By Jim Gillam
Illustrations by Laura Zerzan
You may have seen “chimney sweeping logs” for sale at stores such as Ace Hardware, Home Depot and Walgreen’s. Or maybe you’ve seen them advertised on TV.
They come in a package similar to other manufactured solid fuel logs. Instructions call for “chimney sweeping logs” to be burned one at a time in a wood stove or fireplace. According to diagrams and promotional literature of two companies marketing the logs in North America, minerals in the smoke react with the creosote (flammable residue) left by the passage of smoke through the chimney. Thereafter, over the course of 15 days, the creosote is said to break away from the flue, or smoke passageway, and fall into the fireplace. Are “chimney sweeping logs” a good solution for your chimney maintenance needs? Can a log really replace the services of live, trained, professional chimney sweeps?
Theory vs. Reality Diagrams that appear on the packaging of “chimney sweeping log” products show loosened creosote falling away from the inner walls of the flue, down into the fire. In reality, the smoke passageway is usually not as straight as these diagrams indicate. According to the Chimney Safety Institute of America, a non-profit educational organization dedicated to chimney safety, ‘falling creosote actually may land and accumulate on a curvature, smoke shelf, baffle, catalytic combustor, or off-set, and, if not removed, may lead to a blockage and resulting fire and carbon monoxide hazards.” One company that markets a “chimney sweeping log” acknowledges this on their website. “Much of the fallen debris, produced by repeated fires, ends up staying on that smoke shelf,” they admit. “Depending on how often the smoke shelf is cleaned there can be a considerable amount of buildup. “Try to clean it periodically,” they advise, “either with a curved brush, or a wet-dry vac type vacuum cleaner, but not your standard household vacuum. It might get damaged by the soot particles. “If you are unsure about the location or condition of the smoke shelf, you should consult a professional.”
A Log Has No Eyes and No Voice
The instruction manual inside the package of the Chimney Sweeping Log marketed by Joseph Enterprises warns, “Don’t forget, The Chimney Sweeping Log will not tell you if your chimney is blocked or has any kind of structural damage. A professional who is able to determine its condition, should always inspect it on a regular basis.”
Chimney sweep Judd Berg (Judd Berg & Sons Chimney Sweeps, North Eastharn, MA) has a unique way of demonstrating this to his customers. When they ask him about “chimney sweeping logs” he says, ‘Come on out to my truck. I’ll show you one.’ Out of his truck Judd produces a cracked flue tile, a material commonly used as a chimney liner in original construction. Then he shows the customer a “chimney sweeping log” package and sets it inside the liner section.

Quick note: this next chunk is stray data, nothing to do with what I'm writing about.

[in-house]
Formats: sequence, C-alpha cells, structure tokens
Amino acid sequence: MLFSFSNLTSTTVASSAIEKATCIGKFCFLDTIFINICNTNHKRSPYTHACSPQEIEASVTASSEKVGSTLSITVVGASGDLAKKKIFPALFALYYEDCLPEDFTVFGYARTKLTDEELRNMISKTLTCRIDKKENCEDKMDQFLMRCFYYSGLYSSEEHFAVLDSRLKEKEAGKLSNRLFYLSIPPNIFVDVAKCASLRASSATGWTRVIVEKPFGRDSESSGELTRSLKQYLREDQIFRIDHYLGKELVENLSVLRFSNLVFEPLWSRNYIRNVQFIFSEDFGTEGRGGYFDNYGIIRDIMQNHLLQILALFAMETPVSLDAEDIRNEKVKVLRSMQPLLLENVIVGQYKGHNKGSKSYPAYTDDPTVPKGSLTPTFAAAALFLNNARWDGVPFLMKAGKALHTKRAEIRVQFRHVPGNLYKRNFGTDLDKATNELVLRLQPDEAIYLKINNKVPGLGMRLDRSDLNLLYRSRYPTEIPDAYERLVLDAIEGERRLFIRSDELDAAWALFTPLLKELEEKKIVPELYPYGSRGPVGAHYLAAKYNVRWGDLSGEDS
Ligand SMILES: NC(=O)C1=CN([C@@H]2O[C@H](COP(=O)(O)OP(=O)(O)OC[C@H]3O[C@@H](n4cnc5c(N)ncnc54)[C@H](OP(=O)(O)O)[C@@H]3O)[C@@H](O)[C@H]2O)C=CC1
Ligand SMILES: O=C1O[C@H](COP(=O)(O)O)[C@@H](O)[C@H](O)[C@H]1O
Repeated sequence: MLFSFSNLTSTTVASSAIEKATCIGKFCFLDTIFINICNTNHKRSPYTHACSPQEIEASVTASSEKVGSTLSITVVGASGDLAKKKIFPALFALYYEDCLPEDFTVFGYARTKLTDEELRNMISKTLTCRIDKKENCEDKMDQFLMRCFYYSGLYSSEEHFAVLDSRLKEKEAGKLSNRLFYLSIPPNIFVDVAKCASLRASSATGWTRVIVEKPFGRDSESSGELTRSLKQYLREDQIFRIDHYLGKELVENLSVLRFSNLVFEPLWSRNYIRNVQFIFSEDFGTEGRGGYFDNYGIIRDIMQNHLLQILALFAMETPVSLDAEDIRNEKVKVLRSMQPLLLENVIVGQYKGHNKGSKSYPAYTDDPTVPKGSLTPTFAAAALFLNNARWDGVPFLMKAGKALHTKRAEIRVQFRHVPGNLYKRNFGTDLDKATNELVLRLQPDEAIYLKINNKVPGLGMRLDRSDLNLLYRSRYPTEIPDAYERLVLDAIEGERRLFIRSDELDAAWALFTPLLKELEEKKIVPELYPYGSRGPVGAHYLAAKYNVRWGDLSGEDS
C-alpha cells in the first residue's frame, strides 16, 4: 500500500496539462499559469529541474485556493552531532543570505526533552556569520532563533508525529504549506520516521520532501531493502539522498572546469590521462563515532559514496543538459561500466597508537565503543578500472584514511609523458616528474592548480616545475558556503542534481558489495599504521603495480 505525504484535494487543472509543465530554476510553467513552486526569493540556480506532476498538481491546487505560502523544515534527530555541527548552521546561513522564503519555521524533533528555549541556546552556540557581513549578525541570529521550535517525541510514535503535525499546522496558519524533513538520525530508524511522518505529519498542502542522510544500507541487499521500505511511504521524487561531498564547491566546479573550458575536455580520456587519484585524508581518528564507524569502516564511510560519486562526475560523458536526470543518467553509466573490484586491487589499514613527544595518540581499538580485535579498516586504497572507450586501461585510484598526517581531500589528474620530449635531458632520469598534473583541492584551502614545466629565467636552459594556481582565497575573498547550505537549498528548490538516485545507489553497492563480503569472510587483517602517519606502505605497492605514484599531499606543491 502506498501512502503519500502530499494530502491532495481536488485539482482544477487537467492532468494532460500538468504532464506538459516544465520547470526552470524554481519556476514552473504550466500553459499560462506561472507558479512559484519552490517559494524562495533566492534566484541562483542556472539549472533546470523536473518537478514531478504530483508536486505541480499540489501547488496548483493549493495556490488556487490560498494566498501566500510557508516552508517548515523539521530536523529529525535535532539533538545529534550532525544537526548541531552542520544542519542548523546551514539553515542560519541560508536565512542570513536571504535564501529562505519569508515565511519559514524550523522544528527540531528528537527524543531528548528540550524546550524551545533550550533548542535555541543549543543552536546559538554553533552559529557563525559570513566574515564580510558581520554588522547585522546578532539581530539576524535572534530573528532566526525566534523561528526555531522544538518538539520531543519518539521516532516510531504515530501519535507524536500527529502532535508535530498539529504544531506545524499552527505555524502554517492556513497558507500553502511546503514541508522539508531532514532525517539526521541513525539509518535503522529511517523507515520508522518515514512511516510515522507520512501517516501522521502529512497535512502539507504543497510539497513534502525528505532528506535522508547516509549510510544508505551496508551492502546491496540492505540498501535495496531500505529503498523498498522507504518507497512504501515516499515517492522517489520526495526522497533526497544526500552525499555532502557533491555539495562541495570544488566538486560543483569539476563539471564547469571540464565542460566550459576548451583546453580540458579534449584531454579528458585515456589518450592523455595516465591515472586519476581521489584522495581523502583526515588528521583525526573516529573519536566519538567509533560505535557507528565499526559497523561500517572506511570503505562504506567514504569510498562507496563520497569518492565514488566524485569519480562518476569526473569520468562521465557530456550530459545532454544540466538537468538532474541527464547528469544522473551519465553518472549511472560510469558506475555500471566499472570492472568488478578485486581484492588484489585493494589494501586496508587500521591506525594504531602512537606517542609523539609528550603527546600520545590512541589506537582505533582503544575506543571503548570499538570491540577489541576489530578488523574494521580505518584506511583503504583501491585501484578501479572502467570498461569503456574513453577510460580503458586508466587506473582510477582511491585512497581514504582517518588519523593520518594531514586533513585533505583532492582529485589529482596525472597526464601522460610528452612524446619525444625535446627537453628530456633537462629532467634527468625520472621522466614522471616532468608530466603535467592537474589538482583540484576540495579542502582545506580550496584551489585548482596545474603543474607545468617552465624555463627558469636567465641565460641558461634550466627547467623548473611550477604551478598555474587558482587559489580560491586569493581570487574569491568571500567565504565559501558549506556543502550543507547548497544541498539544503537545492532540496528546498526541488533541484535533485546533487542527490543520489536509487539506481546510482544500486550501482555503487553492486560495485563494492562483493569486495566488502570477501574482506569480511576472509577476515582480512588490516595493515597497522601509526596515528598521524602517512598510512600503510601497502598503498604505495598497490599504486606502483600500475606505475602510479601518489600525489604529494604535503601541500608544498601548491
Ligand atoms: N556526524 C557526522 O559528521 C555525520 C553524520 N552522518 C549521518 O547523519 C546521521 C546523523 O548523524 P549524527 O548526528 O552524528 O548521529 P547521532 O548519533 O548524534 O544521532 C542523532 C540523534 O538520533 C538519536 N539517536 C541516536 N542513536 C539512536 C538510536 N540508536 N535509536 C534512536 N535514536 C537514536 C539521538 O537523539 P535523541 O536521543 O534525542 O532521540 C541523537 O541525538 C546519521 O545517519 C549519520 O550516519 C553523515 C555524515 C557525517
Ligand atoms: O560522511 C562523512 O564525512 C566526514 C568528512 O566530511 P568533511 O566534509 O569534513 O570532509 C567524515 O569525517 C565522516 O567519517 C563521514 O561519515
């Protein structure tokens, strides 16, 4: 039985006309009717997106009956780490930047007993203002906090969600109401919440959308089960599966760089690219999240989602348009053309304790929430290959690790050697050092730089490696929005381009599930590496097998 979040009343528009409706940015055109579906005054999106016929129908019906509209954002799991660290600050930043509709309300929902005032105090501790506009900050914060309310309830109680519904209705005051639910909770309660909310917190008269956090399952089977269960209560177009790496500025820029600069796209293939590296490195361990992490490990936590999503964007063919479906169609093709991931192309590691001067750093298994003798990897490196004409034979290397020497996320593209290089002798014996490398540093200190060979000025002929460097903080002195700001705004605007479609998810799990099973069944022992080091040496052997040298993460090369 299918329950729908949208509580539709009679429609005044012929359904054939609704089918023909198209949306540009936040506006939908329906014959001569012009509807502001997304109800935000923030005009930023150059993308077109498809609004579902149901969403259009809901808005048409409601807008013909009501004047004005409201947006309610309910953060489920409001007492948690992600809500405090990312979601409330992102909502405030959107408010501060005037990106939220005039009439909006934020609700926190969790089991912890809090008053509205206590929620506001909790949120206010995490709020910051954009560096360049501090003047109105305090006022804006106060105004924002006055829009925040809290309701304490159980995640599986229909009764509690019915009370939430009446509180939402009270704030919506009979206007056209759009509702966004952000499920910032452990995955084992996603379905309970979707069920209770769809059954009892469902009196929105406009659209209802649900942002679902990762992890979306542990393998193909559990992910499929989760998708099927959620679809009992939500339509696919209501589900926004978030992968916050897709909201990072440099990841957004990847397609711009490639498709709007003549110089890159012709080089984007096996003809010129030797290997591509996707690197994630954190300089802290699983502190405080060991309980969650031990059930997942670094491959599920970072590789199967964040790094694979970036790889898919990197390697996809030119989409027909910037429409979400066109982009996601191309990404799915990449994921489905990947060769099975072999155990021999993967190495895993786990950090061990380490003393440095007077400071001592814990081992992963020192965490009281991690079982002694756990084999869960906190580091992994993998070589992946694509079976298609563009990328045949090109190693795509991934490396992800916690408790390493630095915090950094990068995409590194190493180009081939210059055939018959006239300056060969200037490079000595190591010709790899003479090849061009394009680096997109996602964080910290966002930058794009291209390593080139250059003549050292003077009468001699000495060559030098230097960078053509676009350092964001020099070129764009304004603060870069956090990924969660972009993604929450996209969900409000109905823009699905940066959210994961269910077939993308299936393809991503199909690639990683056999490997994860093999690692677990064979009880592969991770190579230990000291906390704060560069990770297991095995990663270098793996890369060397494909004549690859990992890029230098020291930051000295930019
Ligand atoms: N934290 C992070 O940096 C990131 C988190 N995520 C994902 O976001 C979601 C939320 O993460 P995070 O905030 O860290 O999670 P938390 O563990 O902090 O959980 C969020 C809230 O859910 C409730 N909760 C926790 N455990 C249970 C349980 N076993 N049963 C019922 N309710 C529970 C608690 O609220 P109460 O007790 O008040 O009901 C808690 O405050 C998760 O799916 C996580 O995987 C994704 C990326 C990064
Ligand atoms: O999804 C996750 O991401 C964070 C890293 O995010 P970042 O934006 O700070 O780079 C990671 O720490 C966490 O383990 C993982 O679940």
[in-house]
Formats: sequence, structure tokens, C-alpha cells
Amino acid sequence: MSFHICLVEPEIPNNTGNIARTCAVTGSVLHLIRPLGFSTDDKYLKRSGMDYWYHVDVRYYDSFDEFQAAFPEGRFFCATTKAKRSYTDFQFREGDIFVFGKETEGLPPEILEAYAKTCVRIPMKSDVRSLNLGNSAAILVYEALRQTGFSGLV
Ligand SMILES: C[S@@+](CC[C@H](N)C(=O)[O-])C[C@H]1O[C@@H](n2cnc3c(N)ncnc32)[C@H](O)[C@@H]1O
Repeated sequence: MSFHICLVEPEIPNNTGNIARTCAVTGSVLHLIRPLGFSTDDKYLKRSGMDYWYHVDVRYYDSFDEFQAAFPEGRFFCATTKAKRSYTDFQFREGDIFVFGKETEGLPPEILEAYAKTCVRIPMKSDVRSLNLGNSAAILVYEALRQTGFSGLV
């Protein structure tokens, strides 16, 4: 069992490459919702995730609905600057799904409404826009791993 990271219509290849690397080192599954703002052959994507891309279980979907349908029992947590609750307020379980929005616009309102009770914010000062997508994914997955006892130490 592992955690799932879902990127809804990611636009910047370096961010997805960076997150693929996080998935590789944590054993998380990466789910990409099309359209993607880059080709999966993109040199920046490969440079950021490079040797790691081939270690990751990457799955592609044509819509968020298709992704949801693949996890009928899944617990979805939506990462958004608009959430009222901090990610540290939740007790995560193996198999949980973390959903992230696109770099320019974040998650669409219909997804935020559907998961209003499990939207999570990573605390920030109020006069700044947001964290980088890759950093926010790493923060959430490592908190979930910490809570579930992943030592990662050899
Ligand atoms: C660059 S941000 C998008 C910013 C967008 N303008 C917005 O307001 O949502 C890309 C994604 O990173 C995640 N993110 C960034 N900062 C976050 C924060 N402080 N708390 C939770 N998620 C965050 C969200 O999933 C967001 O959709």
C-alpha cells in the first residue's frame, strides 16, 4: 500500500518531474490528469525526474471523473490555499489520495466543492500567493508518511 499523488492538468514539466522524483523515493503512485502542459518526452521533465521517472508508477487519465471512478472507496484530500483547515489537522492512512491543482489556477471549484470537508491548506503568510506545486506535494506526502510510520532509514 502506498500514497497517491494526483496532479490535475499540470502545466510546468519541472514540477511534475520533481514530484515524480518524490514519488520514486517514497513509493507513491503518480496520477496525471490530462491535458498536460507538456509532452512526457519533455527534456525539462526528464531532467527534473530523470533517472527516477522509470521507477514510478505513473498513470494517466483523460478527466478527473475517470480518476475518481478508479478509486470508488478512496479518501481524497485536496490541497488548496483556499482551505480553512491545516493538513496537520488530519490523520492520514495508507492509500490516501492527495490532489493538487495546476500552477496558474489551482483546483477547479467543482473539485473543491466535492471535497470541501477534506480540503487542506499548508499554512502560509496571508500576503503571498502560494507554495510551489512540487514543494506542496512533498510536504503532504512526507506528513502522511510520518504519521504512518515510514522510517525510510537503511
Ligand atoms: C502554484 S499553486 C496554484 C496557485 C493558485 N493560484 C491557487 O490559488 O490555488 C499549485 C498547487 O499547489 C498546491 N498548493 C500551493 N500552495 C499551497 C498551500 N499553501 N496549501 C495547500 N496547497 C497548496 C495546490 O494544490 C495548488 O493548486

After a period of time, Judd’s customer says, “So?” “That’s exactly the point!” Judd exclaims. “The crack in that flue tile means it is defective. The log isn’t telling you that!, A professional sweep will clean the system from top to bottom and report any problems that they find to you. The sweep might suggest that it is time to replace the connector pipes, catalytic combustor, or door gaskets and will probably be able to do the work for you when the time comes.
No Substitute for the Real Thing
A “chimney sweeping log” is really not capable of doing the job it is being asked to do. One Certified Chimney Sweep’ likens so-called “chimney sweeping logs” to chewing gum that is said to clean your teeth. “I usually tell people,” says Allan Bopp of Bald Eagle Enterprises in Sandpoint, Idaho, “Using one of those logs instead of having your chimney cleaned manually is like chewing Dentyne instead of brushing your teeth. It may help a little, but it’s a poor substitute for the real thing.’ I rarely need to say more to get the point across.”
Save yourself the price of a log and get the peace of mind you deserve by calling for the services of a reputable professional sweep. If you don’t already know a good chimney sweep, ask around in your community for a company with a good reputation. Sweeps also demonstrate their competency through certification programs offered by the Chimney Safety Institute of America (CSIA), the Wood Education Technology Transfer (WETT) program in Canada, and some state chimney sweep organizations. A list of CSIA Certified Chimney Sweeps@ is available online at www.csia.org.
Reprinted, with permission, from the November 2002 issue of SNEWS – The Chimney Sweep’s Newsmagazine an independent magazine for chimney service professionals. Jim Gillam, editor/publisher. 541-882-5196. www.snewsmagazine.com